My designer-babies piece, which, like Thomas Schelling's essay "Choosing Our Children's Genes," posits a futuristic scenario of hyper-specialized inception of the embryo from a menu of myriad possibilities, says we should be apprehensive about such a development. That's not to say the government should ban it, and it is not even to say that on the whole we should lament such development. But I think that libertarians should rethink the attitude that, since cell phones and vaccines have turned out well, we should figure that that would, as well.

Toby writes:

Dentistry seems like an obvious contender. Josephine, Napoleon's love, had black stumps for teeth for eating lot's and lot's of sugar cane as a child. Most past beauties had not much better teeth, and teeth could be used to distinguish beauty.

I hope that our descendants are one day so fortunate to be physically as impressive as Mike Tyson.

David R. Henderson writes:

@Daniel Klein,
There is a vast asymmetry between production and destruction, an asymmetry that should make us very concerned about the declining cost of destructive technology. You ask, "Should We Fear Progress?" In this matter, surely you agree we should have apprehensions about progress.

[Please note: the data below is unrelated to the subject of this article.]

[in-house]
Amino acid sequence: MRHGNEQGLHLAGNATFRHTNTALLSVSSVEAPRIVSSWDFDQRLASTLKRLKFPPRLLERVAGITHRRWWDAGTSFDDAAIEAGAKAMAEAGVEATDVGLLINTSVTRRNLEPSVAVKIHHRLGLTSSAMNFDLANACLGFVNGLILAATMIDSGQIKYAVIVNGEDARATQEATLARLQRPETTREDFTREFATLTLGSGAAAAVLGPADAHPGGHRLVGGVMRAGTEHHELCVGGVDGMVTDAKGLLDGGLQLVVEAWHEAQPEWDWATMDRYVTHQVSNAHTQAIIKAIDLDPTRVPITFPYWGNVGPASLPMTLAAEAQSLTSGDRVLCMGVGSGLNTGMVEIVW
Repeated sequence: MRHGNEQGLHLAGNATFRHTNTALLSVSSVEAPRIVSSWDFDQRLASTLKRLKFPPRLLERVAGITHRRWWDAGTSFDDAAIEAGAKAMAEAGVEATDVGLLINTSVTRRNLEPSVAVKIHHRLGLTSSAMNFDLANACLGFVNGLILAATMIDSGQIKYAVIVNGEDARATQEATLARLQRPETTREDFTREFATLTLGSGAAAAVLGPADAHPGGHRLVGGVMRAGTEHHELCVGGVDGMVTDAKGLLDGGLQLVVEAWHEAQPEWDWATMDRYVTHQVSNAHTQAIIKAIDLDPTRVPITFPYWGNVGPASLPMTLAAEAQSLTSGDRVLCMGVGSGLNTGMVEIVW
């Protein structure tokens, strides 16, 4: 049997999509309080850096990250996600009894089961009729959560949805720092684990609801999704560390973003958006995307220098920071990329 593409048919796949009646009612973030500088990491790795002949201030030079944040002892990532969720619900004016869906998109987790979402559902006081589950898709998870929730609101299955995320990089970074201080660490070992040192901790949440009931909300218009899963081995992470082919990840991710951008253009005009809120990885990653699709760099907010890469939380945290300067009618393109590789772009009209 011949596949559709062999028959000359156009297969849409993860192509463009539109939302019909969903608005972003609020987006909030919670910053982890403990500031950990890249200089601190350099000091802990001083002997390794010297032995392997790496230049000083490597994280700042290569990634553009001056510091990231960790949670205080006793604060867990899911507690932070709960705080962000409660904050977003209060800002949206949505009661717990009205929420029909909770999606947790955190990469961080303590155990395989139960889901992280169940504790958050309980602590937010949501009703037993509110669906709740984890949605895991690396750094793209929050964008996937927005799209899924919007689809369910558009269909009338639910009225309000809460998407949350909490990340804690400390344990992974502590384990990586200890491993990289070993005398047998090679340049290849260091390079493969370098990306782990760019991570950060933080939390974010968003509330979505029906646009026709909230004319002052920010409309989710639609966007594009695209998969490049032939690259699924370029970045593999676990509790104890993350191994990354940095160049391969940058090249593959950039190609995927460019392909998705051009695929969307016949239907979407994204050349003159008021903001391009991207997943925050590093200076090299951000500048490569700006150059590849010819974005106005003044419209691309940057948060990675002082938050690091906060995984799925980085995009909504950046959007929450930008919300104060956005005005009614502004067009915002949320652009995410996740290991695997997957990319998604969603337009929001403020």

Yes I do.
But I think that libertarians should rethink the attitude that, since cell phones and vaccines have turned out well, we should figure that that would, as well.
If some libertarians have that attitude, which, I bet, you’re right that they do, then yes, they should rethink. But I didn’t make that argument. I said that your argument was about coherence with the past--and it clearly was. So then I took other examples to show that coherence with the past per se is not a good argument. If you can argue that designer babies can be as destructive as soft-ball sized weapons, then, yes, you might have a good argument. But that’s not what you argued, Dan. You argued about how our standards would change. That’s why I quoted Katie’s comment because I think she was spot on.